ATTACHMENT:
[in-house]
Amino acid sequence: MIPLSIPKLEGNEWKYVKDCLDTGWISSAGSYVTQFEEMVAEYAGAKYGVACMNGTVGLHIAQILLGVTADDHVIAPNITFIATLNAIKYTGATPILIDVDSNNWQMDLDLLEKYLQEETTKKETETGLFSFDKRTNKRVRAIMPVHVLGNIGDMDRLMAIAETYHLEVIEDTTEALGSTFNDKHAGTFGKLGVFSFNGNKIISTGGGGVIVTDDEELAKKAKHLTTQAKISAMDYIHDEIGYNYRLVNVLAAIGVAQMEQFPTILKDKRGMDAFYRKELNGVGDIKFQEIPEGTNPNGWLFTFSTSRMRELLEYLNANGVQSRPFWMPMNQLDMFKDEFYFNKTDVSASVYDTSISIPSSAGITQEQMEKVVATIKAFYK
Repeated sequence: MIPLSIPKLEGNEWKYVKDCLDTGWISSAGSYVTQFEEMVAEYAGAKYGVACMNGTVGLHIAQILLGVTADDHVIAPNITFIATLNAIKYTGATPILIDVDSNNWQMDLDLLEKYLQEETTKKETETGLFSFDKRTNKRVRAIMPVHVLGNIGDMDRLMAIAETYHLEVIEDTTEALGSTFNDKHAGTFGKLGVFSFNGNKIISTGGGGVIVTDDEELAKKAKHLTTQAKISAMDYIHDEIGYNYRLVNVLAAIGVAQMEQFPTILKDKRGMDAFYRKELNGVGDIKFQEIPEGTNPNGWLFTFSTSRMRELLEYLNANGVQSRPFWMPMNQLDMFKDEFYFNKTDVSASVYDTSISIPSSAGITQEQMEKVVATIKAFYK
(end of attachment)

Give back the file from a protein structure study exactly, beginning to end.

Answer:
[in-house]
Amino acid sequence: MIPLSIPKLEGNEWKYVKDCLDTGWISSAGSYVTQFEEMVAEYAGAKYGVACMNGTVGLHIAQILLGVTADDHVIAPNITFIATLNAIKYTGATPILIDVDSNNWQMDLDLLEKYLQEETTKKETETGLFSFDKRTNKRVRAIMPVHVLGNIGDMDRLMAIAETYHLEVIEDTTEALGSTFNDKHAGTFGKLGVFSFNGNKIISTGGGGVIVTDDEELAKKAKHLTTQAKISAMDYIHDEIGYNYRLVNVLAAIGVAQMEQFPTILKDKRGMDAFYRKELNGVGDIKFQEIPEGTNPNGWLFTFSTSRMRELLEYLNANGVQSRPFWMPMNQLDMFKDEFYFNKTDVSASVYDTSISIPSSAGITQEQMEKVVATIKAFYK
Repeated sequence: MIPLSIPKLEGNEWKYVKDCLDTGWISSAGSYVTQFEEMVAEYAGAKYGVACMNGTVGLHIAQILLGVTADDHVIAPNITFIATLNAIKYTGATPILIDVDSNNWQMDLDLLEKYLQEETTKKETETGLFSFDKRTNKRVRAIMPVHVLGNIGDMDRLMAIAETYHLEVIEDTTEALGSTFNDKHAGTFGKLGVFSFNGNKIISTGGGGVIVTDDEELAKKAKHLTTQAKISAMDYIHDEIGYNYRLVNVLAAIGVAQMEQFPTILKDKRGMDAFYRKELNGVGDIKFQEIPEGTNPNGWLFTFSTSRMRELLEYLNANGVQSRPFWMPMNQLDMFKDEFYFNKTDVSASVYDTSISIPSSAGITQEQMEKVVATIKAFYK